Mosquito Alert: Tiger Mosquito Dataset
Asian tiger mosquito (Aedes albopictus) observations done by citizen scientists using the Mosquito Alert app. It includes reports from citizens tagged by them as "adult mosquito", that contain at least one picture and that it has been evaluated by entomological experts. According to these experts, the picture/s of this observation could be tiger mosquito (Aedes albopictus): their taxonomic features can be clearly seen in the picture/s, especially the white stripe on head and thorax (confirmed observations); or only some characteristic features can be observed, but it could be this species nonetheless (probable observations).
The data in this occurrence resource has been published as a Darwin Core Archive (DwC-A), which is a standardized format for sharing biodiversity data as a set of one or more data tables. The core data table contains 4,030 records.
1 extension data tables also exist. An extension record supplies extra information about a core record. The number of records in each extension data table is illustrated below.
This IPT archives the data and thus serves as the data repository. The data and resource metadata are available for download in the downloads section. The versions table lists other versions of the resource that have been made publicly available and allows tracking changes made to the resource over time.
Download the latest version of this resource data as a Darwin Core Archive (DwC-A) or the resource metadata as EML or RTF:
The table below shows only published versions of the resource that are publicly accessible.
How to cite
Researchers should cite this work as follows:
(2018): Mosquito Alert: Tiger Mosquito Dataset. v1.6. CREAF - Centre de Recerca Ecològica i Aplicacions Forestals. Dataset/Occurrence. https://doi.org/10.15470/t5a1os
Researchers should respect the following rights statement:
The publisher and rights holder of this work is CREAF - Centre de Recerca Ecològica i Aplicacions Forestals. To the extent possible under law, the publisher has waived all rights to these data and has dedicated them to the Public Domain (CC0 1.0). Users may copy, modify, distribute and use the work, including for commercial purposes, without restriction.
This resource has been registered with GBIF, and assigned the following GBIF UUID: 1fef1ead-3d02-495e-8ff1-6aeb01123408. CREAF - Centre de Recerca Ecològica i Aplicacions Forestals publishes this resource, and is itself registered in GBIF as a data publisher endorsed by GBIF Spain.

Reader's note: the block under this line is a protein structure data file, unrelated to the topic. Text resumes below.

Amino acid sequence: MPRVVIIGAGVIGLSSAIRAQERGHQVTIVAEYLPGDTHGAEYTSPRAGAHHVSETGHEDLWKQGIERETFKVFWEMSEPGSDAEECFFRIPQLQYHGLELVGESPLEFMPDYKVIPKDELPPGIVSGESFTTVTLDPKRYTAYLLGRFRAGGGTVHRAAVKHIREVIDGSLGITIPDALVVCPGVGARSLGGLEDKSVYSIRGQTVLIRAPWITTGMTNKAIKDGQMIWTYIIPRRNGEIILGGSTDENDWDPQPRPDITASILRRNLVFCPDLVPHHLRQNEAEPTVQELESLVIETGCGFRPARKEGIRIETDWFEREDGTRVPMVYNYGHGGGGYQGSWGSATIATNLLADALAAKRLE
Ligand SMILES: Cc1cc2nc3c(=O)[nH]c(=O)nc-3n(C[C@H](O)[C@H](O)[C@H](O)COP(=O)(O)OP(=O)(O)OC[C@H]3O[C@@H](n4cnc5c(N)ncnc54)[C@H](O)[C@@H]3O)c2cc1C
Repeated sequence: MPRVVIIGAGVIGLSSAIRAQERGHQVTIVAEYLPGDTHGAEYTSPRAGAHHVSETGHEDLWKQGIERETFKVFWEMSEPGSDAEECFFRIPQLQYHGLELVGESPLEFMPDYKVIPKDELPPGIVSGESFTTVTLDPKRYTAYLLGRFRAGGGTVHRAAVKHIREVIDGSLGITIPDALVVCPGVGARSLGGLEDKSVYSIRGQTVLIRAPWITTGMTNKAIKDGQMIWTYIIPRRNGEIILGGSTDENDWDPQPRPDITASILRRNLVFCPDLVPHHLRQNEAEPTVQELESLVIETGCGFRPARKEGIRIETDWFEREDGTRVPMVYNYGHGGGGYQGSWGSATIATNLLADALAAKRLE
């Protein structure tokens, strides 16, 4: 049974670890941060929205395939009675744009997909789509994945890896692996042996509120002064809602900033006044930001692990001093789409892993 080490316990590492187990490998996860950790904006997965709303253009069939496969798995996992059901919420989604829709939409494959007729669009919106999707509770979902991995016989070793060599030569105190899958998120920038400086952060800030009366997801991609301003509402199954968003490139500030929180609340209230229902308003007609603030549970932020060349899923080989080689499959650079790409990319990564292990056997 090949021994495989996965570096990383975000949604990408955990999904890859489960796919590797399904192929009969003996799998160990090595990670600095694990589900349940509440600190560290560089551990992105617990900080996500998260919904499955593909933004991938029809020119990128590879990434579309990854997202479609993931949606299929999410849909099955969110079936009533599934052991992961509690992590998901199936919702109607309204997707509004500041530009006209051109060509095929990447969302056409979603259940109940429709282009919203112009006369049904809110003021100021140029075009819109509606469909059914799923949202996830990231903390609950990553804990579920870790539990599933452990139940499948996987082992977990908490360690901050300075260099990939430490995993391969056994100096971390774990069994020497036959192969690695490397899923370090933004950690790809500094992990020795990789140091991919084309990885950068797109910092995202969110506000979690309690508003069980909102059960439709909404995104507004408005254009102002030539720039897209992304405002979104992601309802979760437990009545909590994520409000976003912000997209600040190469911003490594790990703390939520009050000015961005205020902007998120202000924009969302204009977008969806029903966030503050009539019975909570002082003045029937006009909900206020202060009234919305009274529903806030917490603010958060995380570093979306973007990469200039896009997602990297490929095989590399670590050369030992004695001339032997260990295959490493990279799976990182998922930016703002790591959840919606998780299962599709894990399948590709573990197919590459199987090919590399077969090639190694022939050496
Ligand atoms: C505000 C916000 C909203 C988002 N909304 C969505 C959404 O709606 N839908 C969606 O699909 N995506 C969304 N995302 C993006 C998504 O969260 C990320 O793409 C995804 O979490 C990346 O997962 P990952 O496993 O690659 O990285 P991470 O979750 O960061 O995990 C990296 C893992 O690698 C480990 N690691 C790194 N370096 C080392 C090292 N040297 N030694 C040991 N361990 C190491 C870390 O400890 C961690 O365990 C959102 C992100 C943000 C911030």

The resource data is also available in other formats
|Mosquito Alert webmap||http://webserver.mosquitoalert.com/ Unknown Microsoft Excel|
Who created the resource:
Who can answer questions about the resource:
Who filled in the metadata:
Who else was associated with the resource:
Worldwide dataset, but mostly centered in Spain.
|Bounding Coordinates||South West [-90, -180], North East [90, 180]|
The identification is done at the species level by entomologists exploring citizen science pictures. A probability is assign, based on the taxonomic features observed in the pictures (confirmed or probable). See more information in the main resource description, metadata and data. The following experts and entomologists have participated in the validation (picture based) of this dataset: - Dr. Pedro María Alarcón-Elbal (Universidad Iberoamericana –UNIBE-, Instituto de Medicina Tropical & Salud Global –IMTSAG-) - Dr. Mikel Bengoa Paulis (Director de la Consultoria Moscard Tigre) - Dr. Sarah Delacour Estrella (Universidad de Zaragoza) - Dr. Roger Eritja - Santi Escartin (Associació Mediambiental Xatrac) - Dr. Simone Mariani (CEAB-CSIC, UB) - Dra. Rosario Melero-Alcíbar (Especialista en entomología sanitaria; Dra Pedagogía, especialidad en didáctica de las ciencias. Institución Fundacion IO) - Tomás Montalvo (Agencia de Salut Pública de Barcelona) - Dr. M.A. Puig (CEAB-CSIC) - PhD Ignacio Ruiz (investigador del Centro de rickettsiosis y enfermedades transmitidas por artrópodos vectores del CIBIR, La Rioja)
|Species||Aedes albopictus (Skuse, 1895) (Asian tiger mosquito)|
|Start Date / End Date||2014-05-15 / 2018-07-03|